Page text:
Someone once asked me the most ridiculous thing I ever did as a travel writer. The list is long—very long—but the notion that I could communicate in Chinese was pretty ridiculous.
The day’s plan was to explore the 1,000-year-old town of Yangmei, not far from Nanning. It sounded fascinating—a place of temples, lotus ponds, and architecture dating back to the Ming dynasty. The hotel in Nanning arranged a taxi to get me there and back, so it didn’t matter that I’d left the phrase book in my room.
I don’t speak Mandarin but I knew I’d manage to scavenge something to eat. After two weeks in south-east China, the words for beer, rice, and chicken had become implanted in my brain.
Come lunchtime, I wandered into a hole-in-the-wall eatery. And confidently ordered—you’ve guessed it—beer, rice, and chicken. The beer came straight away. Thirty minutes later, the meal still hadn’t made an appearance…which was curious as the place was empty, and chicken and rice is the Chinese equivalent of fast food.
Maybe I should have guessed something was about to go wrong when the cook’s wife scooted out the door and returned with a freshly slaughtered chicken. Thrusting it at me, she beamed and appeared to ask something. Although I didn’t have a clue what she was saying, I smiled back and nodded.
Oh woe! Oh horror! Rather than a tempting dish of sliced chicken in a tasty sauce, what turned up on the table was the entire chicken. Roughly chopped and fried, the pieces on the plate included its feet and head (complete with beak).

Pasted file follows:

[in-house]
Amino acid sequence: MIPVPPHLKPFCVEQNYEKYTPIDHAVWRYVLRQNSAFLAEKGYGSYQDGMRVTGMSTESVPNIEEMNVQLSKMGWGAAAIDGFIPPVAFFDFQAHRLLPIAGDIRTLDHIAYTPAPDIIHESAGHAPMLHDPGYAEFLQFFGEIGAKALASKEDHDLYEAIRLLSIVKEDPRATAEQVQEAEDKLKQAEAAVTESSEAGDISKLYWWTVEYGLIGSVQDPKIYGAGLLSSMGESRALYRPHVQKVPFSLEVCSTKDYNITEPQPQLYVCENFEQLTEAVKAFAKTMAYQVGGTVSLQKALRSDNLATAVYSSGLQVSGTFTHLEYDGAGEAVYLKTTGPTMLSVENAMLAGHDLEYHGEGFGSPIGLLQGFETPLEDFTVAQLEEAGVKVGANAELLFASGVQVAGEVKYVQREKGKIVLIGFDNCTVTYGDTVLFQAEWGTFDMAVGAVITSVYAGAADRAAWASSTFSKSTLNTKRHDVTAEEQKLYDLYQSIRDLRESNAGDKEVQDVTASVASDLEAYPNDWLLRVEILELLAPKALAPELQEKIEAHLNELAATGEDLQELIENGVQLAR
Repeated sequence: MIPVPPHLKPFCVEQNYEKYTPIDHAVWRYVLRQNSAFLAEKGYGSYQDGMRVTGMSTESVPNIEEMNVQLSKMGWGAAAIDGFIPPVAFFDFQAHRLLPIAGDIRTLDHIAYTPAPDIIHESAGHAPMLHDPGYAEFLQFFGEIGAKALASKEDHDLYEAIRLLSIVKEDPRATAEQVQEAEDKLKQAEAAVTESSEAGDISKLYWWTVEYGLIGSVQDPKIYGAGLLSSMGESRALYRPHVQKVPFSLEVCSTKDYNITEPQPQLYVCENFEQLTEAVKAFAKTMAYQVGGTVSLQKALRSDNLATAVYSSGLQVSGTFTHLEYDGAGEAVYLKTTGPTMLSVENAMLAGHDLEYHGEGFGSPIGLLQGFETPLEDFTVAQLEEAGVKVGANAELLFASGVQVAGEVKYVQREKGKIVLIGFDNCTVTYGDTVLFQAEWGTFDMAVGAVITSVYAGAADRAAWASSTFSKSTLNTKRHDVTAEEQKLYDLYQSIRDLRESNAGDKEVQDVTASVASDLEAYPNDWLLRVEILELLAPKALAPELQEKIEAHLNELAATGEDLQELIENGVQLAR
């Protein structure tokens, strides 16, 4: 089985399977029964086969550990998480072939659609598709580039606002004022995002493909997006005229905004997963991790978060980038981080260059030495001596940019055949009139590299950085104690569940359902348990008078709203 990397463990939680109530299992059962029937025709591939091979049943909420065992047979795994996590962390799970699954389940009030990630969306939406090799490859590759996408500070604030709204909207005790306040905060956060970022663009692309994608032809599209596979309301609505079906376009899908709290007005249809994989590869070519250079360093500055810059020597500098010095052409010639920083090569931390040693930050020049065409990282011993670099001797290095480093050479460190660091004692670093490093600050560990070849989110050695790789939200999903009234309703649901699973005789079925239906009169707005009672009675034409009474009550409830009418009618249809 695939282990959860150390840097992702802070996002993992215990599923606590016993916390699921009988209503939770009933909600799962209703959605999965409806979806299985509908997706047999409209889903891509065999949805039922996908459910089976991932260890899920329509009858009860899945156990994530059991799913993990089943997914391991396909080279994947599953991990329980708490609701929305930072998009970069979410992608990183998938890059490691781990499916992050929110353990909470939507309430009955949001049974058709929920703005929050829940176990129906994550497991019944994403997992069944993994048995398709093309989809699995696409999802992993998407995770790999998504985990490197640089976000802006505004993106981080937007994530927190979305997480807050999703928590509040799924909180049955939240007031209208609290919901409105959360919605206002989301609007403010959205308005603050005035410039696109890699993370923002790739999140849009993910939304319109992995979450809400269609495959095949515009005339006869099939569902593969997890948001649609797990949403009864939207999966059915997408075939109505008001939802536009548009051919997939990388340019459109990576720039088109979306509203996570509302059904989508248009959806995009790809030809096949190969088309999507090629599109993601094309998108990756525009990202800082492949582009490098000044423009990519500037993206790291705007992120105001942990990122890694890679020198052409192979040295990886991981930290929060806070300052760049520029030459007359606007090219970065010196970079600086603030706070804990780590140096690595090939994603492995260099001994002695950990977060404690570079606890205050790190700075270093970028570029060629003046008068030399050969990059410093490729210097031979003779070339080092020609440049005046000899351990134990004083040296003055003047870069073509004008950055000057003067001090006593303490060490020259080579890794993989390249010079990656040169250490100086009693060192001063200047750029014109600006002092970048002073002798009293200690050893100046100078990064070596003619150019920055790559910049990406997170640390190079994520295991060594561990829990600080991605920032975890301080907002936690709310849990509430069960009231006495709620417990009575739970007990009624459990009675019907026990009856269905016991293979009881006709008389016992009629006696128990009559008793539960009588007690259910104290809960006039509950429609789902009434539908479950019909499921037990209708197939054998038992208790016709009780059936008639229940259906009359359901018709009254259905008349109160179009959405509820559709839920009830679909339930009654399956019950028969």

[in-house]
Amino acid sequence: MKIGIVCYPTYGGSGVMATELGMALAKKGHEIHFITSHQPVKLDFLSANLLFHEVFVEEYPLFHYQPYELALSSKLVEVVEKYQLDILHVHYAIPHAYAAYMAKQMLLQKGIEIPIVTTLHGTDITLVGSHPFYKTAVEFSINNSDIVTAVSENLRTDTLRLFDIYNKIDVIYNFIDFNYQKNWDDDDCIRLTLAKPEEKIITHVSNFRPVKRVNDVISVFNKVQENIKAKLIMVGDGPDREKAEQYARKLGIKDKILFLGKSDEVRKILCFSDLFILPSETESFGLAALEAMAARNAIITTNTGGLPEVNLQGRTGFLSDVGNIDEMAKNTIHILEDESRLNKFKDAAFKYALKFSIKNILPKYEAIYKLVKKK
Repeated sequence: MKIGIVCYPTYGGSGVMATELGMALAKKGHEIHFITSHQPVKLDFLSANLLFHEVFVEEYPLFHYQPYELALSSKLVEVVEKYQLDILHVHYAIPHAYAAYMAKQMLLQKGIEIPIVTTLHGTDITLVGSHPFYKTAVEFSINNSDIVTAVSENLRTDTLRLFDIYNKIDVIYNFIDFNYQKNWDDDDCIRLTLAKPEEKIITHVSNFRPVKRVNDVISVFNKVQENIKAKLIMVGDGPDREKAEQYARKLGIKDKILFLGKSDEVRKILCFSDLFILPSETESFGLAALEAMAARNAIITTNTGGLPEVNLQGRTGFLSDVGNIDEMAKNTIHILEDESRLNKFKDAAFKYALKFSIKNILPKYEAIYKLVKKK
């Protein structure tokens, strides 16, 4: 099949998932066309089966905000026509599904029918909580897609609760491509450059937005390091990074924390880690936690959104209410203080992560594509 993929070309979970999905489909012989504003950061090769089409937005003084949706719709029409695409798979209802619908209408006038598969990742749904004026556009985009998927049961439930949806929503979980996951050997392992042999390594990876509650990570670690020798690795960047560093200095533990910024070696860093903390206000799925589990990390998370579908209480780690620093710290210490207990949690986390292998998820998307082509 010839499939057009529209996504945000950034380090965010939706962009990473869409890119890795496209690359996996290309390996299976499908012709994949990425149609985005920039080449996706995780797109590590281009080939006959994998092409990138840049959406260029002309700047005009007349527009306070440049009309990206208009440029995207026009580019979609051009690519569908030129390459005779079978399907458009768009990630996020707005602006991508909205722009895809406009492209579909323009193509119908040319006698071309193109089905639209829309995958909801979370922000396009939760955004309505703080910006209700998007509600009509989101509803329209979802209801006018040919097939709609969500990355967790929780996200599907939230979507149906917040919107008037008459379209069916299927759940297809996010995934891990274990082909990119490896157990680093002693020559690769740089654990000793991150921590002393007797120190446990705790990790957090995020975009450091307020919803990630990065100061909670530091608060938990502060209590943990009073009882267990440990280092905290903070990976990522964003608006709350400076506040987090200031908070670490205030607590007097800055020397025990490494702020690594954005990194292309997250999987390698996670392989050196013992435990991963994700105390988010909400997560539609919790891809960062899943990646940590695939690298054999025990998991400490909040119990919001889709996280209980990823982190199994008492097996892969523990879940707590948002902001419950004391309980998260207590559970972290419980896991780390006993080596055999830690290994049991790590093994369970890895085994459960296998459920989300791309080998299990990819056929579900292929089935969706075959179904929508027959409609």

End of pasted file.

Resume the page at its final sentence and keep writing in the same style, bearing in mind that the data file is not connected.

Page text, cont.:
I’m not squeamish but…I picked and poked at the unthreatening bits, but any appetite had vanished. I’m sure the remains didn’t go to waste, but it was embarrassing to realize I’d probably be regarded as some greedy Westerner whose eyes were bigger than her belly.
With hindsight, experiences like that are priceless for a travel writer. Certainly in places such as China and many parts of Southeast Asia, few tourists get much insight into the real world because they don’t venture off the beaten track. Most travel in groups. Most stay in the same kind of hotels, eat in the same “international” restaurants, and see the exact same sights.
Before starting on this career, I doubt that I would have considered traipsing around China independently. Although I’d never been a timid traveler, the idea of trying to organize a trip anywhere east of Greece was headache-inducing. Along with China, I’ve now been to India, Thailand, Malaysia, Vietnam, and the Philippines too—and got around them all without mishap.
I often write about the more tangible benefits of travel writing—getting paid to see the world and the perks that come with it—but they’re not the only benefits. When travel is your job, it makes you a lot more self-confident and resourceful.
And if by some mischance a chicken’s head is staring up from your plate, enjoy the moment. Don’t think of it as a bad experience. Think of it as fodder for your next story.
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